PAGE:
The case for minimising anthropomorphism in AI systems

In the past, I would have recommended incorporating anthropomorphic features as a way to enhance attributions of agency and foster trust and reliance behaviour in human-machine teams. However, my perspective has shifted; presently minimising anthropomorphism is essential in the design and interaction with AI systems that use natural language processing and conversational user interfaces. 

Lost in Translation

The translation of physical capabilities (e.g., walking or grasping) is relatively mechanistic and straightforward. In contrast, the salient features of interpersonal interactions are frequently lost in translation from human-human teams to human-machine teams. Sensitivity to vulnerability and the recognition of personhood are often absent in machine interactions. Additionally, essential elements of human teamwork, such as empathy, intuitive understanding and the ability to negotiate and resolve conflicts, are typically lost. These qualities are crucial for building trust and effective collaboration in human teams but are lacking in human-machine teams. 

Anthropomorphic features, such as voice production and simulated eye contact and turn-taking in conversations, are often retained in machines. However, these features that superficially emulate human qualities can lead to inappropriate expectations of machine capabilities and mistaken attributions of agency.

Coupled with automation bias, our tendency to view computers as impartial arbiters of truth, our tendency to attribute excessive agency to machines has complicated discussions around reliability, safety, and ethics. These biases have transformed conversations about machine reliability and safety into existential debates about whether machines possess some form of consciousness or agency beyond their programmed functions.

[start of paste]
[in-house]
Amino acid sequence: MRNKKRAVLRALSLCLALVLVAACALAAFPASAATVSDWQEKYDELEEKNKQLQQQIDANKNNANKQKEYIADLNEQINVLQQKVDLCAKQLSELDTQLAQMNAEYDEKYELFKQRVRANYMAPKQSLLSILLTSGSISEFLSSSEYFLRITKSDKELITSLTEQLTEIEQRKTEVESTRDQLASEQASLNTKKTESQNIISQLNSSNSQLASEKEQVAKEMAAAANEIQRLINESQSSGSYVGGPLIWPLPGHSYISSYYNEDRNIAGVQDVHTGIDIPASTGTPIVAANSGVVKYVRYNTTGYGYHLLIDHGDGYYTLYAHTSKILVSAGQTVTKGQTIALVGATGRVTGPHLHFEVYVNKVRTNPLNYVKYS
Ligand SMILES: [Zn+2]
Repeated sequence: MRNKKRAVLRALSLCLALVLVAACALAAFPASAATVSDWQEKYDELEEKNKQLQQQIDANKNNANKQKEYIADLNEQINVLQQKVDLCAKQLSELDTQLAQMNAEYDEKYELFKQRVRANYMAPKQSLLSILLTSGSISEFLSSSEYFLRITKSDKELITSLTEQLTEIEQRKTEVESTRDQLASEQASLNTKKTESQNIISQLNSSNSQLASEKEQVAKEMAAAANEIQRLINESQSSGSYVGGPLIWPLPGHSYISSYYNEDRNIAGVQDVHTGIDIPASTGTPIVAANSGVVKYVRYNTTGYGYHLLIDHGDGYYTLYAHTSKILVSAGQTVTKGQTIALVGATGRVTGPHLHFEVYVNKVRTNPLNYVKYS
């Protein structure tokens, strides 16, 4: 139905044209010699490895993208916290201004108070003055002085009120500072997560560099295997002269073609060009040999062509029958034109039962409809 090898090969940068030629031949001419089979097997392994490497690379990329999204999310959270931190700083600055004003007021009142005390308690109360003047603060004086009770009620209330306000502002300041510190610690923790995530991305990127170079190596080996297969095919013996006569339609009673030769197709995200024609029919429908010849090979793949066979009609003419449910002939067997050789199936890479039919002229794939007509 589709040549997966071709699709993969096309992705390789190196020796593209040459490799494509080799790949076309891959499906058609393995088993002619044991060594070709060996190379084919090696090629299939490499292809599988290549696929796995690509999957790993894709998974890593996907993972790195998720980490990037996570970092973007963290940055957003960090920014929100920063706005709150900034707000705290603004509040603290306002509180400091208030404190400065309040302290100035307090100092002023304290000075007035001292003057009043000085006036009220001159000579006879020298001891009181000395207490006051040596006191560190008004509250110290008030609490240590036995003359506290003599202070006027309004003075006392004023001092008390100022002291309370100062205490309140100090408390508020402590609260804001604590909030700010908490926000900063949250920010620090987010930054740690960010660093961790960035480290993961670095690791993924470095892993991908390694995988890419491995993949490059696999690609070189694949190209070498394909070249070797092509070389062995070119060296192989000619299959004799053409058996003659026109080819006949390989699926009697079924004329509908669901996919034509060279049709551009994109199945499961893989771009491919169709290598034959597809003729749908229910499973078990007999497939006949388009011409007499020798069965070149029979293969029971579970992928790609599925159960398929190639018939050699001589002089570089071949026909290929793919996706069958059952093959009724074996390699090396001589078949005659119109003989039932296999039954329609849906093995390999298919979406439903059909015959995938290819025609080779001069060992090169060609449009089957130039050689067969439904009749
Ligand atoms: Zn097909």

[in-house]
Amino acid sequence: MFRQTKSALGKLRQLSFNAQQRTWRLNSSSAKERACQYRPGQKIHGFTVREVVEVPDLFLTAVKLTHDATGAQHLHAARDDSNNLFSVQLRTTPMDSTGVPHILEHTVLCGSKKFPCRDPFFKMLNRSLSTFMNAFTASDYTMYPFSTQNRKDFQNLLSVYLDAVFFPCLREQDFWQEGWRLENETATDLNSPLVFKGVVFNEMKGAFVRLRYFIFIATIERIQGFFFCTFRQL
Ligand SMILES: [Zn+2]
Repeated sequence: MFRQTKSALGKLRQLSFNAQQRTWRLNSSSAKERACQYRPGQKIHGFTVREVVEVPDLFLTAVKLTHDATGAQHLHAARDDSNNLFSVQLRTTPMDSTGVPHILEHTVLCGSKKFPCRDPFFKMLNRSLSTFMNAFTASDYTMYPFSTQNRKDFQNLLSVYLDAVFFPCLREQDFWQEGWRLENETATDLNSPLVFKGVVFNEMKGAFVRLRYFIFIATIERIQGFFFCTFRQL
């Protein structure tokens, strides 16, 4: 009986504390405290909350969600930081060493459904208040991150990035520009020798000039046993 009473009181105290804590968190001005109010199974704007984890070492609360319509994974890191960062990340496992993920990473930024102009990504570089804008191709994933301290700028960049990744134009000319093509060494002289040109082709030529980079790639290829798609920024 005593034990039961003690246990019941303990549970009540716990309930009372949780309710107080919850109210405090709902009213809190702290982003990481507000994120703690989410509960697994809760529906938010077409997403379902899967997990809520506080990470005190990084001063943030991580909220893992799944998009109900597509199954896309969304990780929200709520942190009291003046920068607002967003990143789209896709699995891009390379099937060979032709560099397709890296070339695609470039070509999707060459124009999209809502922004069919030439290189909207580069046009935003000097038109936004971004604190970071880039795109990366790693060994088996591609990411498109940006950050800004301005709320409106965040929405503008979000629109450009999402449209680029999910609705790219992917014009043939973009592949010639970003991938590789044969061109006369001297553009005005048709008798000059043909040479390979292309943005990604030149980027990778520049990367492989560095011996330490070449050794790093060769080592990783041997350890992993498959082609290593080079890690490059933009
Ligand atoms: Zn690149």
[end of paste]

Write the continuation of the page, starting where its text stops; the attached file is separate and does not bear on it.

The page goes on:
The Ghost in the Machine

In the spirit of the philosophical perspectives offered by Locke, Singer, and Strawson, machines that currently lack genuine self-awareness and subjective experiences cannot be considered persons. Despite their ability to distinguish humans from other species, these machines do not possess the capacity to recognise or exhibit personhood. Even the most advanced AI systems today fall short of exhibiting true rationality and autonomy and do not possess independent moral agency. They remain, fundamentally, tools created and controlled by people.

I embrace the concept of artificial general intelligence (AGI); I’m not a speciesist when it comes to self-awareness. Following the perspective of Daniel Dennett, who ascribes consciousness to any system capable of performing requisite functions, regardless of whether the substrate is biological or artificial, I believe the potential for AGI will merit thoughtful consideration in the future. Presently, machines are not sentient beings that require rights, protection from harm, and other ethical considerations. 

The direct comparison of humans with technology constitutes a false equivalence, suggesting that humans and machines can be treated similarly. However, a person is not merely a tool or cog in a system, providing inputs that lead to outputs via an interface. Furthermore, interactions between teams of people cannot be directly equated with interactions between people and machines. 

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